Allow students leadership roles during class sessions; give them opportunities to share their expertise

Why does this matter?

Students come to our classrooms with their own lived experiences. Some educational psychologists refer to these lived experiences as “capital” and suggest that our students bring, for example, aspirational, linguistic, and social capital to the classroom (Yosso, 2005; Longmire-Avital, 2020). When student perspectives are included in the class conversation or in role-playing during assignments, “students come to understand their experiences, ideas and voices as meaningful and relevant” (Day and Beard, 2019), which resonates with Georgetown’s fundamental value of educating the whole person.

How might I do this?

  • Invite expertise:
    • Survey students early in the semester or before the semester to discover the pre-existing expertise they have on course topics.
    • Ask students to connect course topics or readings to a personal experience they have had or something they have seen in news/social media/other readings.
    • When soliciting student knowledge, ask the whole class “Does anyone feel like they have expertise or a particular insight on X?” as opposed to assuming one person in particular ought to have personal knowledge on the topic and asking them.
    • Throughout the semester, give students opportunities to build and share their expertise.
    • Invite students to create (in advance) the “study questions” for the upcoming readings (with you perhaps retaining the role of screening them for quality first).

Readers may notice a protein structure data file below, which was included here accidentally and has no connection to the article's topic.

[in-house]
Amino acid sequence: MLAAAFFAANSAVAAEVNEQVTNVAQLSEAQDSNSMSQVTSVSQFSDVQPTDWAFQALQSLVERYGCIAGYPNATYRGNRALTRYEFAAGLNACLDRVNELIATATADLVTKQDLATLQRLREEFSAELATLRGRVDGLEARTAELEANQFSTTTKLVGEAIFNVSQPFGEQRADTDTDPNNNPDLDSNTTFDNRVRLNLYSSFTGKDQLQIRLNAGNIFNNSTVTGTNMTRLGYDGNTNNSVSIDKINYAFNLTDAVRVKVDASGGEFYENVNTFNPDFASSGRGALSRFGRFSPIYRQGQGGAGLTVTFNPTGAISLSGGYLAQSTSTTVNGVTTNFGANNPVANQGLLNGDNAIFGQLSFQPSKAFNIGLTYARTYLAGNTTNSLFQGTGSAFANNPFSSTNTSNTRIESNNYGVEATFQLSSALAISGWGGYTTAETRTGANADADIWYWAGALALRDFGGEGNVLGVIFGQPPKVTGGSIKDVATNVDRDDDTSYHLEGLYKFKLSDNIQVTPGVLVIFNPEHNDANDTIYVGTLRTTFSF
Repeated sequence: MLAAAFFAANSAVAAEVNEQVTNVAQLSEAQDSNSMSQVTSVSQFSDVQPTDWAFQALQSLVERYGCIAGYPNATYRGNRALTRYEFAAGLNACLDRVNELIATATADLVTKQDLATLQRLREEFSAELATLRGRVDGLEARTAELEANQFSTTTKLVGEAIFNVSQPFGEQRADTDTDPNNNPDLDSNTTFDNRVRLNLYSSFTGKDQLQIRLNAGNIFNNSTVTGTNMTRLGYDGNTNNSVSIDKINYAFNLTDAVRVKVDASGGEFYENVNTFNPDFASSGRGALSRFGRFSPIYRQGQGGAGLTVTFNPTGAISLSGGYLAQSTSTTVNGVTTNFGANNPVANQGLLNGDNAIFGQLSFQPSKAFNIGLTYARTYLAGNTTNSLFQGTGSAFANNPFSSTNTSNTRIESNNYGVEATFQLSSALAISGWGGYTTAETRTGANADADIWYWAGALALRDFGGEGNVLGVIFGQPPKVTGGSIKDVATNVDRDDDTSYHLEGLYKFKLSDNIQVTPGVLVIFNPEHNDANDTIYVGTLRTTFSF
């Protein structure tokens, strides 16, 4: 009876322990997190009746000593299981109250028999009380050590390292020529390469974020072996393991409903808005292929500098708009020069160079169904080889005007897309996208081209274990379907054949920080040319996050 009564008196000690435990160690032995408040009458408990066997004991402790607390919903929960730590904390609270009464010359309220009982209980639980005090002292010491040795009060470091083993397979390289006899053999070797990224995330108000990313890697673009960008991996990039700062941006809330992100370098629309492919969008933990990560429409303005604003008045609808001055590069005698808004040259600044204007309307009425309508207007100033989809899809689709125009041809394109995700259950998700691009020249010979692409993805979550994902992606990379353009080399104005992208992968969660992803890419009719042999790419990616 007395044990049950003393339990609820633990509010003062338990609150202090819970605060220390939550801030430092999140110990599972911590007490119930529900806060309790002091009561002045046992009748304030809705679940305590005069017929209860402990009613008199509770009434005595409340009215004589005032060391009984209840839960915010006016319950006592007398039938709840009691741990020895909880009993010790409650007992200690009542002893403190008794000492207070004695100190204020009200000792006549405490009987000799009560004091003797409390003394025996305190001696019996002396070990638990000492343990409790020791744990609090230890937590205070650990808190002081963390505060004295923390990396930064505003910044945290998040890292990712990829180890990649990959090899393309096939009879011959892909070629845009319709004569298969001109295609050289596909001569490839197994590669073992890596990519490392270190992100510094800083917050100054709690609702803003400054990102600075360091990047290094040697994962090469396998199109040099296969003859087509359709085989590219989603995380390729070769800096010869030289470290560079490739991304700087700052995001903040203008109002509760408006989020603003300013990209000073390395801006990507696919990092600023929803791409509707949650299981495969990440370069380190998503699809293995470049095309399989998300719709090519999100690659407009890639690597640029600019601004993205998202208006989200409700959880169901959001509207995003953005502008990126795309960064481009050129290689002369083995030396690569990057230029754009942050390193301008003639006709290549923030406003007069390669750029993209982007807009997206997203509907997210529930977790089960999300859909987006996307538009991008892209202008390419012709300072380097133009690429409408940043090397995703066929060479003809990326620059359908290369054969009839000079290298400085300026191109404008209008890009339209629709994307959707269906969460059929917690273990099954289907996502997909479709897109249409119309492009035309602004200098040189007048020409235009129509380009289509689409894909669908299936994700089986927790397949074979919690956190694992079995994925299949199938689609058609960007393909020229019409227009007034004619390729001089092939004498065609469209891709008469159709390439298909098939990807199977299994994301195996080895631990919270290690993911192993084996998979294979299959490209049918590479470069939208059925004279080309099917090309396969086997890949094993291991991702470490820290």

• Give students leadership opportunities
    • Have individual or groups of students present on or critique or lead discussion on a given reading.
    • Assign class presentations on bigger papers/projects.
    • Encourage/assign ongoing outside-of-class group research on particular subjects/topics, which then can naturally inform discussion in class.

Share responsibility with students for taking on other perspectives and for sustaining a productive learning community

Why does this matter?

Recognizing, articulating, and valuing others’ perspectives is essential to the development of both a genuine learning community and, ultimately, citizens of a complex twenty-first century world (Nussbaum, 2002). This imperative ties in with Ignatian pedagogical values such as People for Others and Community in Diversity. However it’s done, thoughtful, well-planned opportunities to share and engage with a range of views allow students to develop those skills and carry them outside the classroom (Day and Beard, 2019, Tanner, 2013).

How might I do this?

  • Model your own interest and intention in bringing in diverse voices and perspectives from your field, sharing both the challenges and opportunities of this work.